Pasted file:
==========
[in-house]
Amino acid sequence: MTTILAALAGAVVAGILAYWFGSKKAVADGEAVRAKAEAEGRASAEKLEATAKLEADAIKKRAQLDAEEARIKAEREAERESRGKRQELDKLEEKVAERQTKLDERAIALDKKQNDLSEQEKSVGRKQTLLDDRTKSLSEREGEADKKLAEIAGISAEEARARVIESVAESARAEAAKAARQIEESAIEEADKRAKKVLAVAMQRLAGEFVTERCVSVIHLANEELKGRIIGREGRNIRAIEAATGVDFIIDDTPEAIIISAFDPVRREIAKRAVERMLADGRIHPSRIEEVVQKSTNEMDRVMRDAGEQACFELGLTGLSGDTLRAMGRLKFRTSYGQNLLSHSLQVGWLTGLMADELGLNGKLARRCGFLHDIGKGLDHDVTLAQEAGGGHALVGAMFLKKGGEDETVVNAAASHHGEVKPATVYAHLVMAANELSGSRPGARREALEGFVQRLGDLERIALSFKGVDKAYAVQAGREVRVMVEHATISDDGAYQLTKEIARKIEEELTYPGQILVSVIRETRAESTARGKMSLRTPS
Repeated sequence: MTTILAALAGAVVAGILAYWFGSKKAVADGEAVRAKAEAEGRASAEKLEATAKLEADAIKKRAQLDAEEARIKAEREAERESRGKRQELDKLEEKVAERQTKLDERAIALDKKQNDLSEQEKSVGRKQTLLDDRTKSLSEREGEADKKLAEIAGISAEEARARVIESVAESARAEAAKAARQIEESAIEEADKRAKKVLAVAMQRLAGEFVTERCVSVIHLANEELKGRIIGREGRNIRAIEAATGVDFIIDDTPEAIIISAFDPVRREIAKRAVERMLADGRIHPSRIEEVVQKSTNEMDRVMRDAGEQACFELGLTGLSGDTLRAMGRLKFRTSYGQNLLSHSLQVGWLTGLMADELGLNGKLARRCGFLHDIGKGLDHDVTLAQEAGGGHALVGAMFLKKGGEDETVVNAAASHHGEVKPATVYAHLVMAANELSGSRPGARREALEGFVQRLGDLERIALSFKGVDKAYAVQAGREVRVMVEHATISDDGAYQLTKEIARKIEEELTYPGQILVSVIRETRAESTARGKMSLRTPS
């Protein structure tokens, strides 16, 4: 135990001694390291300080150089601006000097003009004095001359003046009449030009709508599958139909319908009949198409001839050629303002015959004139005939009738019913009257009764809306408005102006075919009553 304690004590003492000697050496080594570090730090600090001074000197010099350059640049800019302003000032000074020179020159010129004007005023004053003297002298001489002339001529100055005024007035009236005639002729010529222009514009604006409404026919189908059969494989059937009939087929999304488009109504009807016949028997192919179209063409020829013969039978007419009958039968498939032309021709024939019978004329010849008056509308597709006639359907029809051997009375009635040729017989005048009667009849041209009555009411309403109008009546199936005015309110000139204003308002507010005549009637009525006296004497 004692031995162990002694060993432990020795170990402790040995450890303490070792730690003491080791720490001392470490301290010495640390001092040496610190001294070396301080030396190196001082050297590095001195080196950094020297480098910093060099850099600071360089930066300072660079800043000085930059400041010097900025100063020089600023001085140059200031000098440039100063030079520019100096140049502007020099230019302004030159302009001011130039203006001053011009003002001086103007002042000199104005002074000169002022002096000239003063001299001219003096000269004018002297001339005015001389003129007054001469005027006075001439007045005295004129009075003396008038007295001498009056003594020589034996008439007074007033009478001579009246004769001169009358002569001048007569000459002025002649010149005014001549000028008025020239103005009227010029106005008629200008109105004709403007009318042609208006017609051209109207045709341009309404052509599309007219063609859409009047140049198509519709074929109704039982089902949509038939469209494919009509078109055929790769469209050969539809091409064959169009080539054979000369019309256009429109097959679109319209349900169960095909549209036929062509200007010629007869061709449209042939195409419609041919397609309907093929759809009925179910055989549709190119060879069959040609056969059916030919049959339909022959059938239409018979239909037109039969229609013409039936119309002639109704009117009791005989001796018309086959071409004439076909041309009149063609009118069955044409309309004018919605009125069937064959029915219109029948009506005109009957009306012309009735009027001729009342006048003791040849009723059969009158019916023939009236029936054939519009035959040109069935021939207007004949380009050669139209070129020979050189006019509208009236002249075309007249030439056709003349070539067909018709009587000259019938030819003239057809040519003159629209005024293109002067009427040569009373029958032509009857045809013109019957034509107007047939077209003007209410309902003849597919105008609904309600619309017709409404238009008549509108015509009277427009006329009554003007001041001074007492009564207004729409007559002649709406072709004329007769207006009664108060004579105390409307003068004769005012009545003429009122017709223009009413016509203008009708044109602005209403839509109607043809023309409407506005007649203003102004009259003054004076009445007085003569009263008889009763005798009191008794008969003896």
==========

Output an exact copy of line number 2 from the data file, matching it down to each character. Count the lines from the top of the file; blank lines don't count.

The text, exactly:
Amino acid sequence: MTTILAALAGAVVAGILAYWFGSKKAVADGEAVRAKAEAEGRASAEKLEATAKLEADAIKKRAQLDAEEARIKAEREAERESRGKRQELDKLEEKVAERQTKLDERAIALDKKQNDLSEQEKSVGRKQTLLDDRTKSLSEREGEADKKLAEIAGISAEEARARVIESVAESARAEAAKAARQIEESAIEEADKRAKKVLAVAMQRLAGEFVTERCVSVIHLANEELKGRIIGREGRNIRAIEAATGVDFIIDDTPEAIIISAFDPVRREIAKRAVERMLADGRIHPSRIEEVVQKSTNEMDRVMRDAGEQACFELGLTGLSGDTLRAMGRLKFRTSYGQNLLSHSLQVGWLTGLMADELGLNGKLARRCGFLHDIGKGLDHDVTLAQEAGGGHALVGAMFLKKGGEDETVVNAAASHHGEVKPATVYAHLVMAANELSGSRPGARREALEGFVQRLGDLERIALSFKGVDKAYAVQAGREVRVMVEHATISDDGAYQLTKEIARKIEEELTYPGQILVSVIRETRAESTARGKMSLRTPS